“Well,” Sam sat back. “That’s specific.”

“Listen,” Griffin leaned closer, his voice low, drawing Sam in despite himself. “This guy is a freak of nature, and is, no shit, older than dirt. But… I gotta be the one that takes him down. And I can’t do that as long as he has that fuckin’ knife.”

“What do you know about the knife?” Sam asked.

“I don’t give a shit about the knife,” Griffin spat. “I want Adoamros.”


“The wizard’s name is Adoamros. He is — or used to be, anyway — human. He’s been using that knife to stay immortal.”

“Swell,” Sam sat back, tucking his gun back in the pocket of his jacket. “So, what do you want from me?”

Griffin ran a hand over his mouth. “I kinda screwed myself when I blew off that red-head. She was all ready to get this guy. Coulda used that.”

“Yeah? How?” Sam narrowed his eyes, remembering the last time he’d seen Brenna, kissing is brother goodbye on the deserted highway in front of her burned-out home and destroyed life. Could she have really become a hunter?

“Distract her with going after the knife, find out how to get it away from the wizard,” Griffin said matter-of-factly. “If she’s focused on that, she won’t get in my way.”

Sam tilted his head. “Why do you want this guy so badly?”

Griffin looked away, his face unreadable. “It’s for Beck.”

“Your brother?”

Griffin held himself perfectly still. Sam wasn’t even sure he was breathing.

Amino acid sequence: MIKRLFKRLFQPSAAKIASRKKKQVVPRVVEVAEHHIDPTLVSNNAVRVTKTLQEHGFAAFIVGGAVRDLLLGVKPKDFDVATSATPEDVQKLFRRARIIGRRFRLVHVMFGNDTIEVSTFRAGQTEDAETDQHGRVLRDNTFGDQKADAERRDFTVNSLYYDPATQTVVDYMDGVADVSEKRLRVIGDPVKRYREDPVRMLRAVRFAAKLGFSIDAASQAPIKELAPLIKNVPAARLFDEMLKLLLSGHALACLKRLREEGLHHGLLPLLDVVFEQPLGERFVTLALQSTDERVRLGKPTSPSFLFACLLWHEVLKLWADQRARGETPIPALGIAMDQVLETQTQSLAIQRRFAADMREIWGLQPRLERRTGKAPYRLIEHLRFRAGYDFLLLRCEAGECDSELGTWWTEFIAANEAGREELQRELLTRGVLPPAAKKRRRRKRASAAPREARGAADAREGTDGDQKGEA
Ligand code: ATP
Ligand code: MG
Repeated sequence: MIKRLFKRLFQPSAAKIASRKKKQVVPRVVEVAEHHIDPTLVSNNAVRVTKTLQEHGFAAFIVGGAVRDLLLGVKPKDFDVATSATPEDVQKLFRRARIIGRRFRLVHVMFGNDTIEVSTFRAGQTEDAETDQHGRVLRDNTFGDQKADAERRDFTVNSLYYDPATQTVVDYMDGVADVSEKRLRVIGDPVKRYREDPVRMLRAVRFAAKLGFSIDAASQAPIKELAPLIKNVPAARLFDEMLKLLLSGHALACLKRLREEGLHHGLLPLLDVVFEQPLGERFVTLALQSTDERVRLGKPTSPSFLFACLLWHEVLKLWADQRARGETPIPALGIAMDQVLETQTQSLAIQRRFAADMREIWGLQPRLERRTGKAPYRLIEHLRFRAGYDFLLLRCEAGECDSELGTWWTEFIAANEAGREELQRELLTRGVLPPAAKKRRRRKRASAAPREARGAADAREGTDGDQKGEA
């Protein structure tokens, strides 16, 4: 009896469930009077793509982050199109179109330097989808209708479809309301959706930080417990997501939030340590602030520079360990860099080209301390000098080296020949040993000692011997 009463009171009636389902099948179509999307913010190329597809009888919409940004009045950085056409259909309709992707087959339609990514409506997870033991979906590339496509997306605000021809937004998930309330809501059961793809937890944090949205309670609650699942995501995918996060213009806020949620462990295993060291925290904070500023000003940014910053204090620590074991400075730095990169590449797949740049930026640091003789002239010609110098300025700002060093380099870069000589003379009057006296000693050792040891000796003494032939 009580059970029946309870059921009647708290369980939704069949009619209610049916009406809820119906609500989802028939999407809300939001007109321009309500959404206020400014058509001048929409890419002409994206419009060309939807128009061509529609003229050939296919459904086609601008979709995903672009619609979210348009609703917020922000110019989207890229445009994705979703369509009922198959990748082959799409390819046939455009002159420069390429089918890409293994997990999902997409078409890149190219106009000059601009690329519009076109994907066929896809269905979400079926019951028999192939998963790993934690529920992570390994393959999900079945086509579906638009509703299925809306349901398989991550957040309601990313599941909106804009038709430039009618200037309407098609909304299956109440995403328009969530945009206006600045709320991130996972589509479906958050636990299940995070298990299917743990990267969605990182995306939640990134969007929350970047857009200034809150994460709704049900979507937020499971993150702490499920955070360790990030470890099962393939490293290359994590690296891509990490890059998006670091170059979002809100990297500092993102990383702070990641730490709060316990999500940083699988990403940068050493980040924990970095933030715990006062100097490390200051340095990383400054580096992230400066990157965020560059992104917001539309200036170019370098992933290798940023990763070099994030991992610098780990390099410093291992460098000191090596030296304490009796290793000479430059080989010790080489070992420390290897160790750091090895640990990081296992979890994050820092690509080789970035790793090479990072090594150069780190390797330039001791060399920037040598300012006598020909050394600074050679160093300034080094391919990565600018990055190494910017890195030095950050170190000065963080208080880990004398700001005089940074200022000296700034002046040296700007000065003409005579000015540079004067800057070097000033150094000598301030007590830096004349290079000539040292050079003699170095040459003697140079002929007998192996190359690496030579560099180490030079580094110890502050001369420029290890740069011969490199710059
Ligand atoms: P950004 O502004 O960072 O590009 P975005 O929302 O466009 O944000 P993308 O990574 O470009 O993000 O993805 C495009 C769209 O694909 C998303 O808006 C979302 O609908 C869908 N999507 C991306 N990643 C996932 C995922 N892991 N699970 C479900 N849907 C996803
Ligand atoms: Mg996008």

“The wizard summoned the dearthair. Turned it loose on us. On Beck.”

Sam looked down, chewing on his bottom lip. Dean would be pissed as hell when he found out, but logically, he could see the benefit of working with Griffin — he wanted the Kestrel dagger, Griffin wanted the wizard. He could make this work; all he had to do then was figure out how to harness the power of the dagger.

“What do you think you found?” Sam said, his voice directed toward the table.

There was a pause long enough that Sam brought his head up to look at Griffin, catching the mixture of triumph and gratitude in the hunter’s eyes.

“I think I know where the bastard lives.”


“Sammy, answer your damn phone,” Dean barked into his cell. “I’m heading to a place called the Iron Bar, downtown Brookville. Find a way to meet me there.”

He slapped the phone shut, dropping it on the seat next to him. He twisted his head over his shoulder awkwardly, trying to get a glimpse of his wounds. The heat of the day was nothing compared to the heat radiating from his skin and tracking down his arm. He knew they were infected, and he knew he was an idiot not to treat them.

Huffing out a resigned sigh, he slammed the gear into drive and, checking quickly for traffic in the quiet town, peeled out in search of a pharmacy. A train whistle in the background faded into the almost metallic feel of the heat that wrapped around the car. He caught sight of the train as it followed the tracks between the trees and into town.

The empty box cars made him thinking of Sam organizing the contents of their dad’s stash of pictures this morning. He rubbed his eyes, feeling slightly guilty for leaving Sam to his own devices, but he knew his brother was savvy. He could more than handle himself. He was okay getting to the bar alone.